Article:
I note that the Lovemoney article talks of an interest rate of 2.2% not your 1.5%. It can’t be right for people to be asked to make a decision on a new loan if they are not told what the interest rate will be and how it is likely to compare with other rates available when it increases or decreases. I assume that as in the past a claimant doesn’t get the payment based on the actual rolled up debt after the waiting period but on the size of the mortgage either when making the claim or when the mortgage was taken out whichever is the smaller.

    As William Fowler states having to pay compound interest on the new loan will increase the size of the loan on top of the mortgage interest payments.

    It is a shame that it appears that the party hasn’t got a policy on what we would replace this new system with.

  • @Micheal BG – I can find no credible reference that says Serco is the loan provider, only that as said in the article, Serco were contracted to administer the DWP scheme.

    It is a money grab, in the sense that currently, someone receives SMI benefit, on death or sale of the property the SMI benefit ceases and there is no outstanding charge. With the loan, there is an outstanding charge on the property, which like stamp duty etc. has to be paid out before any other calls on the capital released. Now if a person is moving into a local authority care home, the proceeds of the house sale are taken into consideration and impacts the level to which the local authority funds that persons care. Given one of the changes currently going through is an effective separation of tax collection between central-government and local-government, with the aim of removing the Treasury from the local authority funding route, I can’t help but think that either this an unintended consequence or a deliberate action on the part of the DWP.

    You might say that I’m imagining things, but if you’ve read the inspectors’ report on Northampton County Council(*) …

    (*) https://www.gov.uk/government/publications/northamptonshire-county-council-best-value-inspection

  • @Micheal BG
    >I note that the Lovemoney article talks of an interest rate of 2.2% not your 1.5%.
    The DWP website quotes a current figure of 2.61% (which I presume is the APR) [https://www.gov.uk/support-for-mortgage-interest ] that can be varied twice a year.

    >a claimant doesn’t get the payment based on the actual rolled up debt
    From my reading of the limited information, I suspect interest is calculated from the date of first monthly payment (aside: it is not clear whether after the 39 week waiting period, whether the SMI loan pays the outstanding mortgage payments or not) which then gets added to and compounded each month. I wonder if by saying it is not a ‘loan’ even though they are calling it a loan, the government is able to avoid giving the level of detail an open market loan provider would have to give…

    Given the loan parameters are a maximum mortgage of £200,000 and savings of less than £10,000 if on Pension Credit, otherwise £16,000. It seems there is an expectation that people will not repay the loan other than through sale or death (if someone does return to work, I can see them treating covering the weekly bills at a higher priority than making repayments to a largely invisible loan…).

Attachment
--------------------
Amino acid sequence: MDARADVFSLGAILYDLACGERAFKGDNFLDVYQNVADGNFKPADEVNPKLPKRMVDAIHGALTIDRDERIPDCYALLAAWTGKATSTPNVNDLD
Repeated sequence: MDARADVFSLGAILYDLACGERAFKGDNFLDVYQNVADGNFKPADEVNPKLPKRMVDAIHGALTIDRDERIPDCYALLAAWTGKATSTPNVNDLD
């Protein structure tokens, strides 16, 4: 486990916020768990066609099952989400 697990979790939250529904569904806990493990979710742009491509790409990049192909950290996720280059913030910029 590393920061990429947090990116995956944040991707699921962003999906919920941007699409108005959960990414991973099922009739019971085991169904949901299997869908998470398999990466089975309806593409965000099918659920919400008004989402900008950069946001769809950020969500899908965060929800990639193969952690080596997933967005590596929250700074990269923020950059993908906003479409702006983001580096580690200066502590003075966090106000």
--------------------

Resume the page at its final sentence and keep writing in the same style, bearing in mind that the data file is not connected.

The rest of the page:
I agree with you, the LibDems do need to come up with something to replace this system. Whilst, in a rising house price market, we can argue about whether the claimant is or isn’t entitled to the increasing value of their home, the key issue is creating a fair and transparent system to all parties involved – specifically DWP, local authority and the claimant and their dependents.

  • Michael BG,

    the loan is provided by the government and administered by Serco. The current rate of support for mortgage interest the government will pay is given as 2.61% as per the government website
    https://www.gov.uk/support-for-mortgage-interest/what-youll-get. That rate is based on average mortgage rates, so can go up or down with mortgage rates.
    The loan payments the government makes to the homeowners mortgage company will accumulate and are subject to an interest rate based on an OBR forecast of the gilt rate. The OBR website gives this rate as 1.5% for 2018. That rate can be revised up or down semi-annually depending on the OBR forecast.

  • Apologies to both Roland and Joe. I misread Joe’s earlier post – the loan is from the government.

    Roland

    In the past the government wouldn’t pay interest on arrears including the arrears caused by them not paying the interest from day one. It would be nice to think that the new scheme will cover the arrears but it doesn’t read like that – “SMI is currently paid as a benefit. From 6 April 2018 it will be paid as a loan” and “What you can’t use SMI for … missed mortgage payments (arrears)” (https://www.gov.uk/support-for-mortgage-interest).

    The interest rate on the SMI loan isn’t given on the government website.

    Joe do you have a link where the government states the interest rate for SMI loans? I couldn’t find the OBR forecasts of the gilt rate only amounts of interest not rates.

  • Michael BG,

    this forum discusses the interest rate and has a link to the OBR forecasts https://www.rightsnet.org.uk/forums/viewthread/11734/#54394